Auditing is for verification purpose
Types of auditing:
- Privilege level
- Statement level
- Object level
To enable the auditing audit_trail=true or db or os
To disable the auditing audit_trail=false or none
If the value is true it will enable the auditing and audit files will be stored in database level as well as o/s level
If the value is db it will enable the auditing and audit files will be stored in database level only
If the value is o/s it will enable the auditing and audit files will be stored at o/s level
Default destination os audit files will be
If you want to store audit files in user defined destination then we have to use one parameter called as audit_file_dest=
Object level auditing: when user1 granted select privilege on emp table to user2. Now user1 wants to audit the privilege on emp table. User1 wants to check How many times user2 has used his privilege.
User1>grant select on emp to user2;
User1>audit select on emp;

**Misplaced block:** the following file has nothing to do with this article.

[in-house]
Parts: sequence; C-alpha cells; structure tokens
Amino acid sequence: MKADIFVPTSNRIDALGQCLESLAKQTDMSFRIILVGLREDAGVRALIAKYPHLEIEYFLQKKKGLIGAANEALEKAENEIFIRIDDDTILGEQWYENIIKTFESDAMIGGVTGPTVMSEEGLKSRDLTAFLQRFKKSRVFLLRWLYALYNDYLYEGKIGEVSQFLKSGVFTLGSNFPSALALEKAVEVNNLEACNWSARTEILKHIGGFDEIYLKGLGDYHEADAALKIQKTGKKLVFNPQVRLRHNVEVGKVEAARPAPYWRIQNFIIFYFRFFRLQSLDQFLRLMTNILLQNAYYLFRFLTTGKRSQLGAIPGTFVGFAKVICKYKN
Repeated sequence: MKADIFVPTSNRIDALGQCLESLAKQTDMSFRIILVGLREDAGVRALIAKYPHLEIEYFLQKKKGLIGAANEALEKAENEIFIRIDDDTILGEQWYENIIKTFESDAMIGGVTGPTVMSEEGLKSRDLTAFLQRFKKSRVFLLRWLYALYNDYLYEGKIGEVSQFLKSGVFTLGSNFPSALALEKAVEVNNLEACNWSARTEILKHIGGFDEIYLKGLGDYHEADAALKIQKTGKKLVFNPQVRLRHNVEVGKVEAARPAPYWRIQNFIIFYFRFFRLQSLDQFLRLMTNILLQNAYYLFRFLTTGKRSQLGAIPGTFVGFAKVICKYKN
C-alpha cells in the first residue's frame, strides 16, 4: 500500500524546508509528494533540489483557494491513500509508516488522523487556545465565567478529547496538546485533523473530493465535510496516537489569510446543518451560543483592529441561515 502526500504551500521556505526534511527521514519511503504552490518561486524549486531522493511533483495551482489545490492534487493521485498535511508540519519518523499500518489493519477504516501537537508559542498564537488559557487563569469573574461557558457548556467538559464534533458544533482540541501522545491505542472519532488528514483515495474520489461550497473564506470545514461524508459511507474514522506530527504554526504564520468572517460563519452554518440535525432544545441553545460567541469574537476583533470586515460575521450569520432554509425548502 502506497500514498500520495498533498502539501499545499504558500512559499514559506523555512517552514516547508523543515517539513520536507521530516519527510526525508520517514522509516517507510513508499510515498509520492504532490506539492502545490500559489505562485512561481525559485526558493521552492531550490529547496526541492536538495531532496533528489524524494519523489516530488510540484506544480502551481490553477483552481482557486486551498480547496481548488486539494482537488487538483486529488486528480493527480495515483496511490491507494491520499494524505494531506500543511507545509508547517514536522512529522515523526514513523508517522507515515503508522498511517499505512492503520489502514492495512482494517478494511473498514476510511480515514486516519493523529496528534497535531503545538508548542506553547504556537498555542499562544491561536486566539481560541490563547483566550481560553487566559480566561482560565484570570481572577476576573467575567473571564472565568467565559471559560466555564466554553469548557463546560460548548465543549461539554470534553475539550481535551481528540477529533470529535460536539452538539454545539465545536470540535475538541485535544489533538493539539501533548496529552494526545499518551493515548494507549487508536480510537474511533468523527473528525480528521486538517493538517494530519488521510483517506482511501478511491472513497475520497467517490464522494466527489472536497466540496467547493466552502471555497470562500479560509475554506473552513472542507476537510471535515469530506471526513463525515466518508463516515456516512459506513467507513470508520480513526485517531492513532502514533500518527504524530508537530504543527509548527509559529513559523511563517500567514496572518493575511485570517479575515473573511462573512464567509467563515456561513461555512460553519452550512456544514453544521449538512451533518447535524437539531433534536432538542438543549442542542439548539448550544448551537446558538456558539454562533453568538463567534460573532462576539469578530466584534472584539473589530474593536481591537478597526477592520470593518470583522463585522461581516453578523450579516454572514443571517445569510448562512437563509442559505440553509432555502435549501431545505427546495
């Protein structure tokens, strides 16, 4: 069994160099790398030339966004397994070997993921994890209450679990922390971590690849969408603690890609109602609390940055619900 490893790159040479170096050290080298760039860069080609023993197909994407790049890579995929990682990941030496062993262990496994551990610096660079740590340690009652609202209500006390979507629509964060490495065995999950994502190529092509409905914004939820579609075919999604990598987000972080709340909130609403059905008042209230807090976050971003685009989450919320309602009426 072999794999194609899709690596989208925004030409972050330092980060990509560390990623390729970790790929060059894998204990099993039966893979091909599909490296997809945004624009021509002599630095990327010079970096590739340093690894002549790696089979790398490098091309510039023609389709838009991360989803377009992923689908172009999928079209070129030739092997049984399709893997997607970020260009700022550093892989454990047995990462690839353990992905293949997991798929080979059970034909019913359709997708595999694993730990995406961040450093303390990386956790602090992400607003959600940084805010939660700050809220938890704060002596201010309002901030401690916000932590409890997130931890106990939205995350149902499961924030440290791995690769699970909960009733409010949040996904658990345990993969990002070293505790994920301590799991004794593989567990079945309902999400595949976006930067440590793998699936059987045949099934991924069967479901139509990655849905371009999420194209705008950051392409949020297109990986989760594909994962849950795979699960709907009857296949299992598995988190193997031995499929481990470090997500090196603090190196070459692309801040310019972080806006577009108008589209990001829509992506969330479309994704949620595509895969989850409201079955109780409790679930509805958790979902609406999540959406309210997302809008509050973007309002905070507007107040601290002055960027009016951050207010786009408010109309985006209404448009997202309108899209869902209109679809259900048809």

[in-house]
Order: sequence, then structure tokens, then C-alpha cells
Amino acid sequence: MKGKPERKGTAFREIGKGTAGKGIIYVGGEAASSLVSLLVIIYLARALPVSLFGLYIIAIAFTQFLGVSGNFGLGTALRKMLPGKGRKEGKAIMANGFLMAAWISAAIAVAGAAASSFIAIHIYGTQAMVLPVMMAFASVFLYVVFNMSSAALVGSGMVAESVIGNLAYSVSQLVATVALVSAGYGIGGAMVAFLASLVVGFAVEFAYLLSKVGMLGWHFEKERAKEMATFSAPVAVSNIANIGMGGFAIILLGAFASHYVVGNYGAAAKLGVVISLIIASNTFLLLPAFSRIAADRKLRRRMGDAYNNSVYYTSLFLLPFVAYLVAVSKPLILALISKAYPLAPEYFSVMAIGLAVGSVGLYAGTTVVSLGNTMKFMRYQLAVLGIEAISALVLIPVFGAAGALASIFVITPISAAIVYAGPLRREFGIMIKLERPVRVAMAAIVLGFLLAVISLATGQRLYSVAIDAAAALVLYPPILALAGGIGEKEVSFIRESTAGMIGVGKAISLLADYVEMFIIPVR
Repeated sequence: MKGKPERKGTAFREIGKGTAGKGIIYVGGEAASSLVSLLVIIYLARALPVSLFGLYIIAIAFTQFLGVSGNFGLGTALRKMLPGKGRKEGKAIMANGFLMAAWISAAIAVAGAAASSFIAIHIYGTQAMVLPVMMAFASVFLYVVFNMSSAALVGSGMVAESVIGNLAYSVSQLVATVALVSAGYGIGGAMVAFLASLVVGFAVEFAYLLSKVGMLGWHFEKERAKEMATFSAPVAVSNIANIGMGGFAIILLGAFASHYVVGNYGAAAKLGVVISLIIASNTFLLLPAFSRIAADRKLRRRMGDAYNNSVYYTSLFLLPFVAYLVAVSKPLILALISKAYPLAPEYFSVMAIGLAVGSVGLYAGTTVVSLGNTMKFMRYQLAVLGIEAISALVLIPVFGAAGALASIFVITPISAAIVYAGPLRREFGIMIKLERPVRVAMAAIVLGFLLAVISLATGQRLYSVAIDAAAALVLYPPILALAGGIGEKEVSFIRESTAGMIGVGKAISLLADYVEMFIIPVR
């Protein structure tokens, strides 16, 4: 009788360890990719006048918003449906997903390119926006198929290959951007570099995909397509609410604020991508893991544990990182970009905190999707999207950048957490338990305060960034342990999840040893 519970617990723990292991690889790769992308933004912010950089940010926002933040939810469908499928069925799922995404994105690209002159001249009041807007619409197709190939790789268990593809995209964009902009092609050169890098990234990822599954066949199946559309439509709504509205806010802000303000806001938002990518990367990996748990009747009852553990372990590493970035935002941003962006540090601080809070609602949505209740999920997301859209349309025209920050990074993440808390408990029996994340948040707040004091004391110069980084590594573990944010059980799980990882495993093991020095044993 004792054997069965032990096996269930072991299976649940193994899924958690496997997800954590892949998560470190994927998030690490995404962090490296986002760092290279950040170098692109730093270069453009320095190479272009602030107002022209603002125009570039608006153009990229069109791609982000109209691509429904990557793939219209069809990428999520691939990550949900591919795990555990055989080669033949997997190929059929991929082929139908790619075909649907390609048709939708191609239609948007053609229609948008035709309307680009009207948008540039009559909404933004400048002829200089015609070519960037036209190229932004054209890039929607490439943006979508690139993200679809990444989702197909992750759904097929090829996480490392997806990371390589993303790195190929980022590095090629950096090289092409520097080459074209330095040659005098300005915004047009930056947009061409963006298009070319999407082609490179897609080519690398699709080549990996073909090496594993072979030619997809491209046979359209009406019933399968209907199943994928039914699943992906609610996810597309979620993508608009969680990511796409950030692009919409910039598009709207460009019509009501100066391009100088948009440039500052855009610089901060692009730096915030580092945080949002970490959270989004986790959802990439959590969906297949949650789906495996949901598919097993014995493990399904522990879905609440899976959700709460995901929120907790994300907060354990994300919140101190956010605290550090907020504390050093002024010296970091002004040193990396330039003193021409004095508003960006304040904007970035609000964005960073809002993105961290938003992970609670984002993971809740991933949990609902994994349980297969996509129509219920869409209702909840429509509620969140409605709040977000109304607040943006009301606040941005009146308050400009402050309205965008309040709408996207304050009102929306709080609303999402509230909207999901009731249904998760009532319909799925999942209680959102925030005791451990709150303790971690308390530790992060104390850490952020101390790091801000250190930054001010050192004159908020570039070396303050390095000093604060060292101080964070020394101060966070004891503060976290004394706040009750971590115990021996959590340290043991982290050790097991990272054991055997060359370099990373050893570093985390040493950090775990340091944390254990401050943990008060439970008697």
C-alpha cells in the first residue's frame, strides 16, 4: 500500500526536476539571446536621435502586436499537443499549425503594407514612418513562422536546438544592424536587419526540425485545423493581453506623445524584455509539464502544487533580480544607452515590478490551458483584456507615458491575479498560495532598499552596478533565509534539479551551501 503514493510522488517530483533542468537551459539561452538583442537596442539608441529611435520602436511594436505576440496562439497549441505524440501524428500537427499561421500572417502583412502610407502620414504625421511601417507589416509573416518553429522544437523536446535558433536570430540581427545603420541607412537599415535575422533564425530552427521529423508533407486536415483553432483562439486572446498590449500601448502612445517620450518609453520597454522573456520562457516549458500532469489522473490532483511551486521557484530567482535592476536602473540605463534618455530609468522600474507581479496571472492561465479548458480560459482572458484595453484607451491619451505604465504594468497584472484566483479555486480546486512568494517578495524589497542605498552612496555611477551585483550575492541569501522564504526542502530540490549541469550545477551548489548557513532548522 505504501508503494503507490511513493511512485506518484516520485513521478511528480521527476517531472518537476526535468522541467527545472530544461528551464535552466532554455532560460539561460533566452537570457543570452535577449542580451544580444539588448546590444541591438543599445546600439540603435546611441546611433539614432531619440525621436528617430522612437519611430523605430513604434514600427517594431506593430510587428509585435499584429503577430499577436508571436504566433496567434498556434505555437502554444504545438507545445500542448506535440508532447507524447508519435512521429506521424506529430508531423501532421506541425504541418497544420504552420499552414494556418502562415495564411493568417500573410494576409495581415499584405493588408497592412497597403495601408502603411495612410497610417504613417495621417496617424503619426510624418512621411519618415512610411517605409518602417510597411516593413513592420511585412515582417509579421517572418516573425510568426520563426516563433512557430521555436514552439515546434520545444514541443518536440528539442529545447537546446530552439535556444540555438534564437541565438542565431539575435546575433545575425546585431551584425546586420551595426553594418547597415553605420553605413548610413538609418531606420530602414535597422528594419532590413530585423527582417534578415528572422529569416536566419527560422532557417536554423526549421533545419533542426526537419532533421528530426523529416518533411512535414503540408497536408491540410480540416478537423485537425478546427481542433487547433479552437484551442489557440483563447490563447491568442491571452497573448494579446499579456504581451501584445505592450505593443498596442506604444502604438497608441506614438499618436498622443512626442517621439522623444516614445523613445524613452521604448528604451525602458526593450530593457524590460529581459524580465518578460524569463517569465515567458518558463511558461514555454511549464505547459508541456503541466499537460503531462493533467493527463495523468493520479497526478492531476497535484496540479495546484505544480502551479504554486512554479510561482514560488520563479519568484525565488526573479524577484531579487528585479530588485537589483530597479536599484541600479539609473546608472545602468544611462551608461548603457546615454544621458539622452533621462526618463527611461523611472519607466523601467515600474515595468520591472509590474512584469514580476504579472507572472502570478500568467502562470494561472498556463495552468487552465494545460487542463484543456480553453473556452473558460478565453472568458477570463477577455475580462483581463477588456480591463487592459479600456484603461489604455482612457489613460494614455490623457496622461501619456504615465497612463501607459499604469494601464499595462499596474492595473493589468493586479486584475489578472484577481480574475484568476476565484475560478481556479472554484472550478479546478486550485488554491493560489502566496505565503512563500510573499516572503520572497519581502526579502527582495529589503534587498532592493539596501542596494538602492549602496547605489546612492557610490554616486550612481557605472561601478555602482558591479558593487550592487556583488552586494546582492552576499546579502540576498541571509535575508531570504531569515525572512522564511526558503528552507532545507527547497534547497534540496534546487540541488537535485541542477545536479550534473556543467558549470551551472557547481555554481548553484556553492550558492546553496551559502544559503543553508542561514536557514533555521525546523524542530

User2>select * from user1.emp;
User1>select username,obj_name,action from user_audit_trail;
Privilege level auditing: in this privilege level we can audit on system level privileges. Privilege level is also known as system level. As a sysdba I granted create session privilege to user.
Now as a sysdba I want to check at what time user has login to database and what time he has logout from database. Whether he is successfully login or not.
Sys>audit create session;
Sys>select username,to_char(timestamp,’dd-mon-yy:hh24:mi:ss’) login,to_char(logofftime, ‘dd-mon-yy:hh24:mi:ss’) logoff,decode(returncode,1017,’FAIL’,’success’)
Statement level auditing: in this we can audit on oracle preserved key words like table, view, index etc.
User1>create table t1(no number);
User1>alter table t1 add name varchar2(10);
Sys>select count(*) from aud$;